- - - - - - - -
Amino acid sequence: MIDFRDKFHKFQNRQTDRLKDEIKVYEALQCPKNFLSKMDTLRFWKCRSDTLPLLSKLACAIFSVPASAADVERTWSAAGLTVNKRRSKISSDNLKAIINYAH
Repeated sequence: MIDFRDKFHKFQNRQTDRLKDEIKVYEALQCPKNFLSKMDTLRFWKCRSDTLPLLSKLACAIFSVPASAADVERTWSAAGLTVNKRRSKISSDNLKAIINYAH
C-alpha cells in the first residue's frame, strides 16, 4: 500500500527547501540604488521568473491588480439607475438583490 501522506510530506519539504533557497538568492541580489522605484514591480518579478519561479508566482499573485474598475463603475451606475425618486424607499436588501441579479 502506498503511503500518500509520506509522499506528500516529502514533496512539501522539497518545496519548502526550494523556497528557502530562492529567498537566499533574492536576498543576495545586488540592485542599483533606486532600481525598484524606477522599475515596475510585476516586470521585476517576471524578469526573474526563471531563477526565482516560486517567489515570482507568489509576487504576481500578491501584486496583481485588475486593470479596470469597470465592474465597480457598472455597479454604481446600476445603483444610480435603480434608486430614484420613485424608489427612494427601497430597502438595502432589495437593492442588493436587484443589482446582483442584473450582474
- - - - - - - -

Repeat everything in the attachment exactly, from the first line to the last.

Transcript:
Amino acid sequence: MIDFRDKFHKFQNRQTDRLKDEIKVYEALQCPKNFLSKMDTLRFWKCRSDTLPLLSKLACAIFSVPASAADVERTWSAAGLTVNKRRSKISSDNLKAIINYAH
Repeated sequence: MIDFRDKFHKFQNRQTDRLKDEIKVYEALQCPKNFLSKMDTLRFWKCRSDTLPLLSKLACAIFSVPASAADVERTWSAAGLTVNKRRSKISSDNLKAIINYAH
C-alpha cells in the first residue's frame, strides 16, 4: 500500500527547501540604488521568473491588480439607475438583490 501522506510530506519539504533557497538568492541580489522605484514591480518579478519561479508566482499573485474598475463603475451606475425618486424607499436588501441579479 502506498503511503500518500509520506509522499506528500516529502514533496512539501522539497518545496519548502526550494523556497528557502530562492529567498537566499533574492536576498543576495545586488540592485542599483533606486532600481525598484524606477522599475515596475510585476516586470521585476517576471524578469526573474526563471531563477526565482516560486517567489515570482507568489509576487504576481500578491501584486496583481485588475486593470479596470469597470465592474465597480457598472455597479454604481446600476445603483444610480435603480434608486430614484420613485424608489427612494427601497430597502438595502432589495437593492442588493436587484443589482446582483442584473450582474